Matthew Gordon:  We’ve had a lot of people say, “Well, 232 isn’t dead.”  A lot of people say it is.  Where do you sit on that?

Mike Alkin:  So they have a Working Group, a 90 day working group and it’s a lot of the cabinet members.   Will the cabinet members themselves be included in this and involved?  Who knows? 

What I can say is I think from our time – we were a resource in part for the Department of Commerce while they were doing their investigation, just educating basic stuff and having no idea which way they were leaning one way or the other.  They reached out to us on a few occasions and we were happy to share our insights in the nuclear market, in the Uranium market.

Matthew Gordon:  When was that precisely?  I know there was an initiative from June 2017.  I don’t know what was happening there, but when were you involved?

Mike Alkin:  2019. Just entering, just questions on the general Uranium and nuclear power market. Just filling in blanks and stuff like that.  But no idea which way they were leaning one way or the other. 

So the recommendations came.  The point is they were thoughtful and working hard to understand the market and they had nine months to do that.  It was certainly watching a government entity really pull the onion back, said, “Okay, they’re trying to get their head around this.”  Where that goes, who knows?  You’ve got to remember a nuclear power lobby is significantly greater than the Uranium mining lobby, which has 400 jobs versus hundreds of thousands of jobs.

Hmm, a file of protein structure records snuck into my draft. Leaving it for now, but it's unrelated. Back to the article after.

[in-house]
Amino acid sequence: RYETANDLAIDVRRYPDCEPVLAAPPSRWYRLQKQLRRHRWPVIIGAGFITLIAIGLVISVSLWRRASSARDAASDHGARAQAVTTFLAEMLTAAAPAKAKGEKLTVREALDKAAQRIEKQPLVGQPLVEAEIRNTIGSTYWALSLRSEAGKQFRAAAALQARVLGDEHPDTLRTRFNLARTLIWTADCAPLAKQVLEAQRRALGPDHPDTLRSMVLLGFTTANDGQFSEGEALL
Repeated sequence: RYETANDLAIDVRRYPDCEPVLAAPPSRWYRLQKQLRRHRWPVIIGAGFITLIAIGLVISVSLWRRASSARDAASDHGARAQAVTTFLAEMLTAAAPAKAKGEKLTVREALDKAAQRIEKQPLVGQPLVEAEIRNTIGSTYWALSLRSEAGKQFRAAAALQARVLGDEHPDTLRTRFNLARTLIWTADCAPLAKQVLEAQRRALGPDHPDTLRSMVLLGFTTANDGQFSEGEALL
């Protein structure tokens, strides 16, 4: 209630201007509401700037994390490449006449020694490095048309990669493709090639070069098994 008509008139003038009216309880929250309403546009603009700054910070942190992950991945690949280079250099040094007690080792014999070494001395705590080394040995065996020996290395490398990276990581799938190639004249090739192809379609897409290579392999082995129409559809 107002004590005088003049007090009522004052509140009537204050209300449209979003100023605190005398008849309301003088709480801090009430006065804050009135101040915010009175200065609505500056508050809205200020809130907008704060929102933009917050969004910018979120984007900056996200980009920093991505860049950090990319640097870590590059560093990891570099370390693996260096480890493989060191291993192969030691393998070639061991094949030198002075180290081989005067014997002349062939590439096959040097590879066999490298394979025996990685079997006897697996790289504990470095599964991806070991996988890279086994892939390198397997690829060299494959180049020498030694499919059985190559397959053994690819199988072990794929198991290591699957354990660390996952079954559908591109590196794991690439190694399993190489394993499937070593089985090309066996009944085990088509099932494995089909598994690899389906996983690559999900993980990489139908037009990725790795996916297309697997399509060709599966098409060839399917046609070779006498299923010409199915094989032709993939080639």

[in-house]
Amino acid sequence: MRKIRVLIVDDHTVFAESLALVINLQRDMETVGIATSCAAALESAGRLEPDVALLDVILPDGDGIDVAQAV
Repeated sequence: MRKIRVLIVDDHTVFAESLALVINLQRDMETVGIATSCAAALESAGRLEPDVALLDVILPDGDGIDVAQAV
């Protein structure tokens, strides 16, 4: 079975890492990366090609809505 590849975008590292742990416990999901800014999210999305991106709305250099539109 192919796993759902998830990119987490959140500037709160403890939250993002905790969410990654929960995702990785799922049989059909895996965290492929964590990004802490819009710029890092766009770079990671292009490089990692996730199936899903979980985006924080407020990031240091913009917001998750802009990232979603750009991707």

Matthew Gordon:  We looked at the spend of the nuclear lobbyists versus Uranium lobbyists.  There is a phenomenal difference.  Easily X20.

Mike Alkin:  Interestingly, and I have always contended, and I will continue to contend, that if you look at the feed stock cost, Uranium, as a percentage of the operating cost of a nuclear power plant, it is diminimous versus the other choices, such as coal and natural gas.  For instance, if we look at 2018 in the United States at $32, $31, $32, per megawatt hour to operate one of these plants, a little less than six than fuel. But that fuel is Uranium conversion enrichment for the fuel cycle.  So a much smaller portion of that – less than half of that – is Uranium versus 75%-85% of the feed stock to operate the coal or power plant.